- Competition-level grapplers: Daily or twice daily training with moderate intensity is a good idea for most competition-oriented grapplers. You can progress on less, but moderating the intensity of rolling is extremely critical. You should train with high intensity around once a week and try to create a season of sorts to peak for competitions that you want to do. Focus on recovery is paramount.
While the above outline describes the optimal training schedule for learning BJJ, it is not cast in stone. It, therefore, shouldn’t discourage you if you are unable to follow a specific training schedule. Join the training anyway and make the most of your time on the mats.
If you used to train regularly, but work got in the way, try to keep going. Even sparse training time helps to keep your skills fresh and prevents regression. It isn’t hard to maintain your skills and isn’t especially difficult to add them back after a layoff as compared to learning everything for the first time.
Becoming proficient in BJJ calls for consistent training, which allows you to progress in your skills week after week. Again, continually applying the techniques you learn each time builds on your experience until the techniques become an integral part of your BJJ game. However, always remember that if you train more often than recommended, you might suffer diminishing returns.
How To Recover Faster for Brazilian Jiu-Jitsu
Optimizing your recovery routine for Brazilian Jiu-Jitsu to include high-quality nutrition, hydration, sleep, and active recovery will sharply reduce your overall recovery time for jiu-jitsu. Maintaining good self-care will also increase your ability to train more frequently.
A high-quality recovery routine that will help you recover faster for BJJ will usually include elements of the following:
- Sufficient Sleep
- Good Nutrition
- Massage or Foam Rolling
- Cold Therapy
The mileage you will get from improvements in each of these areas will vary by individual. Some people will respond better to different recovery protocols, so experiment with these to figure out a good individualized routine.
Rest and recovery are two huge issues that BJJ grapplers struggle with. You train hard during practice, yet you are unable to recover fast enough. As a result, you feel tired during your next session, and your techniques feel sluggish, which is enough to demotivate you. But is there a way to recover faster?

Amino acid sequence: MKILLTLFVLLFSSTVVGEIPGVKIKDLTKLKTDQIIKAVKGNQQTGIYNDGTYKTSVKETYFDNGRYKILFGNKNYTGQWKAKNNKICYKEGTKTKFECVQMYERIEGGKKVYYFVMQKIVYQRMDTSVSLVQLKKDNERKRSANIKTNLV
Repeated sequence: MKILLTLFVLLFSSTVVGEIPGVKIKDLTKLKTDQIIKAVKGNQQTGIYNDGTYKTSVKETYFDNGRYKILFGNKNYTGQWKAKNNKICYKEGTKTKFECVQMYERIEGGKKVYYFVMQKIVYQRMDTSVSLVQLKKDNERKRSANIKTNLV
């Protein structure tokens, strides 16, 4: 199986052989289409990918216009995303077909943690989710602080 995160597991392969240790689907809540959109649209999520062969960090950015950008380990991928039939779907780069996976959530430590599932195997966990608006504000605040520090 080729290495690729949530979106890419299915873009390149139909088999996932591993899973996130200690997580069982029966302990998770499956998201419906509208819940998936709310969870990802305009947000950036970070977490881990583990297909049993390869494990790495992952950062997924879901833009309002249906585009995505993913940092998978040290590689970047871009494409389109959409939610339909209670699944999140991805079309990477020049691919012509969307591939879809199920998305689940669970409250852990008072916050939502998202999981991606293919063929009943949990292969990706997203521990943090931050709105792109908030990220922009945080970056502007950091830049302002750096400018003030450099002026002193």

Training is stressful on your body, and too much of it can make you experience burnout. If your training is too intense, you will need more time to recover. Remember, you don’t have to go all-out in every BJJ session. Training at such high intensity tends to correlate with more injuries.
Your recovery strategy should first focus on how intense your training ought to be so that you can strike a healthy balance between training and recovery. Next, use the below tips to aid fast recovery whenever you train intensely. They will also enable you to make the most out of the next session:
- Quality sleep is vital to recovery because inadequate sleep hinders the release of the hormones that regulate muscle growth. These hormones help to repair minor damage taken during training. Besides, you always feel better and well-rested after a good night’s sleep.
- Good nutrition is essential for good health, enabling your body to recover much faster from a BJJ workout. Also, always refuel your body 30 minutes post-workout by consuming protein, carbs, good fats, and vitamins as well as minerals to commence rebuilding your body.
- Massage promotes proper relaxation and helps to minimize muscle contractions. Using techniques like foam rolling can also help in active recovery by reducing muscle soreness and improving stretching and flexibility.
- Rehydrate to avoid loss of concentration, muscle fatigue, muscle cramps, fatigue, and dehydration. Always ensure to rehydrate well before and after each workout; ideally, one and a half times more than the amount of sweat you produced.
- Taking a sauna provides many health benefits, including accelerated muscle recovery and reduced cortisol levels. Heat therapy also supports fast recovery.
- Immersing your sore body in an ice bath boosts circulation, promotes faster healing, and relieves muscular pain. Start slow, staying in only as long as you’re comfortable. Over time, it should become easier.
- Always cool down and stretch post-workout to relax the muscles, prevent blood pooling, reduce adrenaline and avoid injuries. This should be done right after the workout to be beneficial.
- Mobility warm-ups are fundamental to BJJ techniques and should be thorough before a workout to aid in proper movements, such as your range in hip motion. This includes squats, leg curls, smashing movements using a foam roller, and stretching after a workout to cool down—try hip extensions with a resistance band.
- Yoga practice emphasizes flexibility and mobility, just like BJJ. For instance, the static holds promote stability, boost hip and shoulder motion range, and develop your isometric strength. Yoga mindfulness also complements Jiu-Jitsu well.
Everybody’s progression and ideal training frequency are unique. We went over some common frequencies that jiu-jitsu students should build their schedule around, but ultimately we are trying to find the line between the highest training frequency we can support in our lives and avoiding overtraining and its associated risks.
Focus on listening to your body and making recovery a part of your routine and finding the balance that is right for you.
For more check out How Many Times a Week Should You Train Martial Arts?